“Feminism in Britain has had two strands: as a media phenomenon and as an academic discipline. The vast realm of reality that lies between remains unaffected by either.”
As she prepares for her 50th birthday, the author and journalist reflects on what it means to be “middle-aged” – and on a journey she knows never ends well.
In the early part of the last decade Manchester became the hot spot for Ageing Labour’s take on urban regeneration.
A new short story by the Man Booker International winner.
The classic sci-fi novel is more than a ripping yarn – it anticipated the ecology movement and shaped the French avant-garde.
Chaplin's previously unpublished novella and a new biography show the makings of his melancholy genius
A tense taxi journey across the Saudi desert makes the author consider the folly of nationality.
From the Beano to Joe Sacco’s Palestine, the library’s major summer exhibition is impressive in its scope.
The debut novels of two Tartan Beebists, whose hearts clearly belong in Scotland despite years of working in Westminster.
Adam Foulds on a vanished world of natural wonders and cyclical labour.
A new book examines the cultural history of canvases that have the artist as their subject.
But consigning events to history should not preclude the need for apology for ancient wrongs: they can help heal rifts.
If we blame her for the Trojan War, what does it say about us?
A previously unpublished novella shows the playwright struggling to escape the influence of Joyce.
Amanda Craig rounds up the best new offerings for young people.
The 74-year-old poet and broadcaster, who is terminally ill, reads a new poem “Driftwood Houses” and reflects on his career, family and the power of “simple, ordinary things”.
What is to be done about inequality?
The unhappy history of the workplace.
In the next instalment of the “Austen Project”, the Scottish crime writer gives her modern-day take on the novel formerly known as Susan.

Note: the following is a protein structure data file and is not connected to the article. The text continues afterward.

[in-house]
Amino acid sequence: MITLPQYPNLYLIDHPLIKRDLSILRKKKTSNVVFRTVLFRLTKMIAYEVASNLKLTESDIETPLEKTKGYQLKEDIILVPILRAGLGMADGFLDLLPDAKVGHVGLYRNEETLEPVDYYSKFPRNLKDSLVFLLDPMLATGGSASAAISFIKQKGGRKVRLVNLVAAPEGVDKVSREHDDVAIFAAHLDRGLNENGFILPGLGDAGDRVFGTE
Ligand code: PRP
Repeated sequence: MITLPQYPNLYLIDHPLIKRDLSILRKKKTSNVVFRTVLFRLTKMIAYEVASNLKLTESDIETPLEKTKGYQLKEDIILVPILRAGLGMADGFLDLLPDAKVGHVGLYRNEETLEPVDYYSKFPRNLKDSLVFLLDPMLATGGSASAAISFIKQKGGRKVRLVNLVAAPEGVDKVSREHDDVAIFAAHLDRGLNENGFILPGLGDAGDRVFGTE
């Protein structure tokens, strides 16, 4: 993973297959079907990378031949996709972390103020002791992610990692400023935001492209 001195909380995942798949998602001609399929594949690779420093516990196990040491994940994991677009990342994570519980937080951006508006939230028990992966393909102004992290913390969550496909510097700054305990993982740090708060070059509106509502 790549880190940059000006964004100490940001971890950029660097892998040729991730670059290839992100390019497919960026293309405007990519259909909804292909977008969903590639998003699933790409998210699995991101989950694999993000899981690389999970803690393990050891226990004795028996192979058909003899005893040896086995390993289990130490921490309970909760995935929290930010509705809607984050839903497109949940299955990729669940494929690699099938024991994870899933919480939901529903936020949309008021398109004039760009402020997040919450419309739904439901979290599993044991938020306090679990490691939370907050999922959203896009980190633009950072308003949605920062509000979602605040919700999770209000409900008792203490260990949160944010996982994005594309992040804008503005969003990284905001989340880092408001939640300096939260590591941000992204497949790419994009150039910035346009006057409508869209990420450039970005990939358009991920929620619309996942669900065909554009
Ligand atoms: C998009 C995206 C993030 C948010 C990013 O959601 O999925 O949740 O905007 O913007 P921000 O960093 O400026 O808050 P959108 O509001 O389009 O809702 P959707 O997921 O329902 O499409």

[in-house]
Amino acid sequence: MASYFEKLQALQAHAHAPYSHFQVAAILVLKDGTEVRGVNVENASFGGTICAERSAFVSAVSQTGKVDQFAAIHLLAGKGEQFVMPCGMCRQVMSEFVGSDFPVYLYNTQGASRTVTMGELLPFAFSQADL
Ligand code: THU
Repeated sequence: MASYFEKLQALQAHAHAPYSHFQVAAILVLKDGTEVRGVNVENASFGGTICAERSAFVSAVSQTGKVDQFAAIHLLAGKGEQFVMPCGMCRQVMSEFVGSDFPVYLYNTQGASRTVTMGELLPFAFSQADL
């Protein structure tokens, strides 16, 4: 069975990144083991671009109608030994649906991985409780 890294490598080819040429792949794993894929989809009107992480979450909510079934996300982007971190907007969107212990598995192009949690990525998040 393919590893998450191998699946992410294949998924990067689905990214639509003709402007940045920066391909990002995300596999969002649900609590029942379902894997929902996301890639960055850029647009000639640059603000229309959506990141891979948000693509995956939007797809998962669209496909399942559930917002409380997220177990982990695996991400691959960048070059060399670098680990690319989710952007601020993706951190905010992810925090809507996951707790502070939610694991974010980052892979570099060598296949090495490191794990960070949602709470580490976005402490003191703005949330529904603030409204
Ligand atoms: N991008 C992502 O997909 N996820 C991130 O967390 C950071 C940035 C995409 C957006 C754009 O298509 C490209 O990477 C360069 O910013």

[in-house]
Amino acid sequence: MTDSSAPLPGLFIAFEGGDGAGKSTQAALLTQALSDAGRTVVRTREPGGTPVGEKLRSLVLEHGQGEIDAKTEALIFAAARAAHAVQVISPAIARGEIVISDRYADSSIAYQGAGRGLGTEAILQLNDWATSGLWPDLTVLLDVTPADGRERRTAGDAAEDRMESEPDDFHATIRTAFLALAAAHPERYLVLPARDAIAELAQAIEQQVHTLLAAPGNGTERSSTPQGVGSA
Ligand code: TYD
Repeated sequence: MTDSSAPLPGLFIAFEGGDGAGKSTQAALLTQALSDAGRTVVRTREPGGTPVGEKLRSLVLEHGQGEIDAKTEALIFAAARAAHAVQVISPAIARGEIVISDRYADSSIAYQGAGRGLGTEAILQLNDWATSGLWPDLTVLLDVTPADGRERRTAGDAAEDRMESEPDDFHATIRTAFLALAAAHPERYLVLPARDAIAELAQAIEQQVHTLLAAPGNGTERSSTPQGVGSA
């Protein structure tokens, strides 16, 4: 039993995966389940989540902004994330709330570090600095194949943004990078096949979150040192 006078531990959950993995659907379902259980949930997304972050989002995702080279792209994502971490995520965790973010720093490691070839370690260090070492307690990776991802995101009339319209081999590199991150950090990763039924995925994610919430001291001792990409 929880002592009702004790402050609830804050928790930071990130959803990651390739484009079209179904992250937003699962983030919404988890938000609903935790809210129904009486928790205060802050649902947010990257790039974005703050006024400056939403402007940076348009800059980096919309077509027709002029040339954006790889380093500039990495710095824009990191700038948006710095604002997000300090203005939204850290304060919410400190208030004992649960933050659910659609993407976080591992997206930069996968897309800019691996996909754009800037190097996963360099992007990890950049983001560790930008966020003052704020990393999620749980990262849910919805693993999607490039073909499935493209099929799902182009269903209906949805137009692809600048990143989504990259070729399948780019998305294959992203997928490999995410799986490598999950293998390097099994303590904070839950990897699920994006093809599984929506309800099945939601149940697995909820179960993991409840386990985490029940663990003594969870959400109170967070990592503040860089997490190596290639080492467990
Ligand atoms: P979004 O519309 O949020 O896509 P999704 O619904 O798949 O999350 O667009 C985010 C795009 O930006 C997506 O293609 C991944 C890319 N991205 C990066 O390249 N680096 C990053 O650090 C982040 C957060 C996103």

Two new novels, about a Romanian in Paris in the 1920s and a Belgian living near the French border respectively, are examinations of nationality and identity.
Art and science both had a long history of secret codes hidden in plain sight. Adam Rutherford goes on the hunt.
Bolaño’s books are still appearing and we have not finished understanding them.
The double Man Booker-winning novelist Hilary Mantel on writing for the stage, finishing her Tudor trilogy – and the perils of being a woman in the public eye.
In 1934, Wells arrived in Moscow to meet a group of Soviet writers. While there Stalin granted him an interview.
Most of the writer’s novels are set in modern South Africa; this life of E M Forster is an unlikely change of direction.
An unassuming figure little known in life but hailed after his death as “perhaps the most original political philosopher of this century”.
The response of some Labour MPs to Javid’s promotion was idiotic.
Juliet Jacques talk to US journalist Janet Mock about her book Redefining Realness.
. . . in fact, they are probably better at navigating a world of smartphones and social networks than we crusties aged 20 and over.